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him bringing objections. remember, every time there's an objection, joint session of congress has to pause. house members have to have debate up to two hours, senators have to have debate up to two hours, then they each have to vote. it takes substantial amount of time, potentially up to four or five hours in the house where they have different voting procedures because of coronavirus, so we're talking about now at least eight hours, maybe more, of debate over these issues. that's going to take a lot of time. i am told senator cruz is objecting to state of arizona, not because of concerns necessarily about trying to disqualify voters in the state of arizona but instead because he is frustrated there hasn't been any agreement to get the electoral commission to study potential voter fraud. now, that is something cruz and ten other republican senators have been pushing for since saturday. we still don't know if any other senators may bring more objections. essentially what we're looking at tomorrow, brianna, is a very
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long day. i should underscore this doesn't end in any other way than joe biden will be the next president. it just may take awhile to get there, brianna. >> ladies, we know what's going to happen. let's hold onto our hats and glasses. i think it will be a wild ride tomorrow. lauren, kaitlan, thank you to you both. i want to bring in jw barrett, professor of law at george mason university, served as an adviser to president trump's attention team in 2016. i know you must be watching this with considerable interest, jw. i want to start with the vice president. let's talk about his role, let's talk about the power he does or maybe we should say does not have here. >> yes. so let's start with the constitution, that's where this starts and that's where this end. constitution article 2 says how the president will be elected. it says state legislatures get to decide how electors are
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chosen. legitimacy, that decision has been made in december, a month ago. that's been done. that's been completed. then there's largely ceremonial action by congress that's provided for in the 12th amendment and elaborated in a statute in the 1870s to elaborate how this would progress. both of those, both the constitution provisions and 12th amendment and the statute give the vice president an incredibly ceremonial role of opening the results of the election, opening the envelopes that have the results of the electoral college's action and the state certification. he opens the envelopes, that's it. then he also presides over the congress as congress meets to consider this. he is the presiding officer. but that doesn't give him any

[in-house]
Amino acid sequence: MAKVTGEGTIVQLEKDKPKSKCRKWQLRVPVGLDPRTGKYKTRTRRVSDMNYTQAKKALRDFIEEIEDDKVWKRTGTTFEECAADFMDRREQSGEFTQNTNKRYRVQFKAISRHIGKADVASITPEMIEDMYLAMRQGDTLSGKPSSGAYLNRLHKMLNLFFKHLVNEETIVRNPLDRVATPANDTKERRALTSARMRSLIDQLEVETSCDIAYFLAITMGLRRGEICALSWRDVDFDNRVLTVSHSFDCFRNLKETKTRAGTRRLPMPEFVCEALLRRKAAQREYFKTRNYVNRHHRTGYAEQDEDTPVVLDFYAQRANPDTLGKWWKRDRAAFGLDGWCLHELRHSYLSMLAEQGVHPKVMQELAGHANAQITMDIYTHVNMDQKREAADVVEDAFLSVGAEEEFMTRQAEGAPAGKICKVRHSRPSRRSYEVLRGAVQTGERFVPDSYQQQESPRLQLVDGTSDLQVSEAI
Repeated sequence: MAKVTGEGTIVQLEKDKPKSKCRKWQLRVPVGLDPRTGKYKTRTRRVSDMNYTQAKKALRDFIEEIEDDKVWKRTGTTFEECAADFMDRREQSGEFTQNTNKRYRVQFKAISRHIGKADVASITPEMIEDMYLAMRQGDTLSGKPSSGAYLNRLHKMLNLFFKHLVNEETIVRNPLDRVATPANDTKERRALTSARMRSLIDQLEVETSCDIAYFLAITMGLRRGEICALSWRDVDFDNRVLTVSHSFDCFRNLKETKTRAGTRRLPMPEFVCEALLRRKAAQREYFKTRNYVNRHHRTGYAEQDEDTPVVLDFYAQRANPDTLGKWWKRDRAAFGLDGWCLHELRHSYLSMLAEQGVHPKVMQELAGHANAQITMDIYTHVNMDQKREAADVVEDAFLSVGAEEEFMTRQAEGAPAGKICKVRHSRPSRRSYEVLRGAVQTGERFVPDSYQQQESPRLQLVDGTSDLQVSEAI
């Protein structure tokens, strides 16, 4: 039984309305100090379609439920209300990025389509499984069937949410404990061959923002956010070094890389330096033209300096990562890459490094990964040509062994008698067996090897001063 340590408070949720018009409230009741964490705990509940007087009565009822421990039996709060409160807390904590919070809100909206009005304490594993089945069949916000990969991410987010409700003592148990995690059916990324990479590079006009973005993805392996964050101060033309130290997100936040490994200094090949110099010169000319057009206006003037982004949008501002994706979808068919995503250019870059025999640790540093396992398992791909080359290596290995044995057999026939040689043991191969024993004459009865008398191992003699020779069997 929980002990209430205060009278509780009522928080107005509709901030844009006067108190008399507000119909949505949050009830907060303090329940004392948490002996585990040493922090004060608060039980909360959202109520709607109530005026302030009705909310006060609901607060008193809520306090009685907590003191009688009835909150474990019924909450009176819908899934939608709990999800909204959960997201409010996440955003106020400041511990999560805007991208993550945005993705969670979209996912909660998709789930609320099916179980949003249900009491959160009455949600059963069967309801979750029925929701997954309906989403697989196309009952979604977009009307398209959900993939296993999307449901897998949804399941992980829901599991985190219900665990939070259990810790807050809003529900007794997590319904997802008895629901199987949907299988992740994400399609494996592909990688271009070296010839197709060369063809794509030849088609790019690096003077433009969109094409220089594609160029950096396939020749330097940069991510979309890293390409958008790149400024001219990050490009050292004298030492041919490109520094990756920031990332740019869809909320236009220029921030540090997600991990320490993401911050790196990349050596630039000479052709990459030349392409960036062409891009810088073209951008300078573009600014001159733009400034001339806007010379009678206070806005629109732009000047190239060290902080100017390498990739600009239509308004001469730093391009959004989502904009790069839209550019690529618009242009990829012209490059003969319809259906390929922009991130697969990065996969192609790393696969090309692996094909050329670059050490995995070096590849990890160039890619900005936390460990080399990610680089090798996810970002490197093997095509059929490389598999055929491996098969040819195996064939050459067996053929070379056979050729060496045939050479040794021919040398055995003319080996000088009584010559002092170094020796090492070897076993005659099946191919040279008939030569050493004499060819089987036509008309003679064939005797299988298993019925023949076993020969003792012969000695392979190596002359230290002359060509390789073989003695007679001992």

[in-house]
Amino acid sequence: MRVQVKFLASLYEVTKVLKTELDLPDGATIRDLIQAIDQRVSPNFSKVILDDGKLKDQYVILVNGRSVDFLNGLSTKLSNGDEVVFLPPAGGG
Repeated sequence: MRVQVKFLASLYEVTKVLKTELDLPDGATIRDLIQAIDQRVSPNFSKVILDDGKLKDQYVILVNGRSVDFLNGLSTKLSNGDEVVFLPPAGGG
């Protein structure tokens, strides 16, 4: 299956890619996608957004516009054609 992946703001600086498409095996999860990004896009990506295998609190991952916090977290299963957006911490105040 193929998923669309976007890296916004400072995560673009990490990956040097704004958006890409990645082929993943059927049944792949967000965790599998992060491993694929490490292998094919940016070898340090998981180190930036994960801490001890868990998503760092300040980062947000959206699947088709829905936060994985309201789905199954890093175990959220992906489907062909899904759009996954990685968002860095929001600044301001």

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power to make determinations, only the congress can count and they don't even make determinations, and he doesn't even do the counting. t tabulators are the ones that do the count. >> not like if he doesn't open the envelope, this does not proceed. important to note. he has a decision to make, right, jw? he does what trump wants, even though what he wants is nonsensical, doesn't stop anything, this is clearly what the president wants from him. he has a choice to make. does he stick to what he said about the constitution and its importance, does he stick to constitutional principles or does he, and we have seen this be something that's very important to him work very hard to please the president and clearly this is someone who has ambitions, right, beyond being vice president, he is clearly eyeing a potential 2024 run, he has to make a calculation about which one of these things will
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serve him best. so what do you expect him to do? >> well, first of all, you're exactly right that the constitution says he shall count, not he shall decide whether to count, he shall count. the constitution mandates that he count, open up, start the counting, then the tabulators go on and count. so he has no discretion there. if he were to decide to make some silly decision not to do it, i think you would immediately see the supreme court compel him to do so. let's set that aside. i don't think that's likely. here's one reason why. this morning, politico reports on comments from chief of staff to the vice president, mark shore, who is one of the most careful operators in washington. i have known him over the years. he would never make a comment without his boss' okay. peter navarro says the vice president can do whatever he wants tomorrow. mark shore says peter navarro is
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many things, but constitutional scholar he is not. i am certain that must have been approved by the vice president. that speaks volumes to all of us. >> that certainly does, as you highlight that. regardless of what the vice president does, the fact is that there are dozens of members of the house and senate that will stand up and object to a lawful vote count to a democratic process. there's no evidence of widespread fraud. that is clear. there's no question of that. we heard it from trump's justice department. what do you make of senators like josh hawley and ted cruz taking this step? >> they should know better. this isn't the first time members of congress have done this sort of -- some of them take every opportunity to do preening, they did that with barbara boxer, democrats did essentially the same thing, it is regrettable now it is so much larger contingent, but still a small minority in total, 12 or maybe fewer members.